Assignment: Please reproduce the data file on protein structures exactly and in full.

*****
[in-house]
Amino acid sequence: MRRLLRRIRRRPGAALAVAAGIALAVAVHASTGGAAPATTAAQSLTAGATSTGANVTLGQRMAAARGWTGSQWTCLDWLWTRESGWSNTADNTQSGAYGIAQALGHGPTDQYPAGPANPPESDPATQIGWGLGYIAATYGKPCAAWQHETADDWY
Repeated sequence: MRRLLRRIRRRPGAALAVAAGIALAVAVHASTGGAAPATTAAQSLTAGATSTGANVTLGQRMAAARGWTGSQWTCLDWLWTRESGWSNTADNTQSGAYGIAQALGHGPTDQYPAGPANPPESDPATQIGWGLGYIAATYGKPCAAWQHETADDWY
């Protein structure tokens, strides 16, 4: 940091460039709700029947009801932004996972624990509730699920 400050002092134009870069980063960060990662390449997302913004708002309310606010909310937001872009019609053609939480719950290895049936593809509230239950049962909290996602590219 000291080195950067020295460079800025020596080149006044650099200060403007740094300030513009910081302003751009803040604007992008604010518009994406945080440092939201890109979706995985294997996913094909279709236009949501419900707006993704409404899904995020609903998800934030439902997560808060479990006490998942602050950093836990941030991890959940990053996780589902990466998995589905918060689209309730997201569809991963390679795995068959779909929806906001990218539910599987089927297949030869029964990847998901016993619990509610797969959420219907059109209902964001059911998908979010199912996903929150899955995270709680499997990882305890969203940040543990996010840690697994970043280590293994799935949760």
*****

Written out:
[in-house]
Amino acid sequence: MRRLLRRIRRRPGAALAVAAGIALAVAVHASTGGAAPATTAAQSLTAGATSTGANVTLGQRMAAARGWTGSQWTCLDWLWTRESGWSNTADNTQSGAYGIAQALGHGPTDQYPAGPANPPESDPATQIGWGLGYIAATYGKPCAAWQHETADDWY
Repeated sequence: MRRLLRRIRRRPGAALAVAAGIALAVAVHASTGGAAPATTAAQSLTAGATSTGANVTLGQRMAAARGWTGSQWTCLDWLWTRESGWSNTADNTQSGAYGIAQALGHGPTDQYPAGPANPPESDPATQIGWGLGYIAATYGKPCAAWQHETADDWY
């Protein structure tokens, strides 16, 4: 940091460039709700029947009801932004996972624990509730699920 400050002092134009870069980063960060990662390449997302913004708002309310606010909310937001872009019609053609939480719950290895049936593809509230239950049962909290996602590219 000291080195950067020295460079800025020596080149006044650099200060403007740094300030513009910081302003751009803040604007992008604010518009994406945080440092939201890109979706995985294997996913094909279709236009949501419900707006993704409404899904995020609903998800934030439902997560808060479990006490998942602050950093836990941030991890959940990053996780589902990466998995589905918060689209309730997201569809991963390679795995068959779909929806906001990218539910599987089927297949030869029964990847998901016993619990509610797969959420219907059109209902964001059911998908979010199912996903929150899955995270709680499997990882305890969203940040543990996010840690697994970043280590293994799935949760």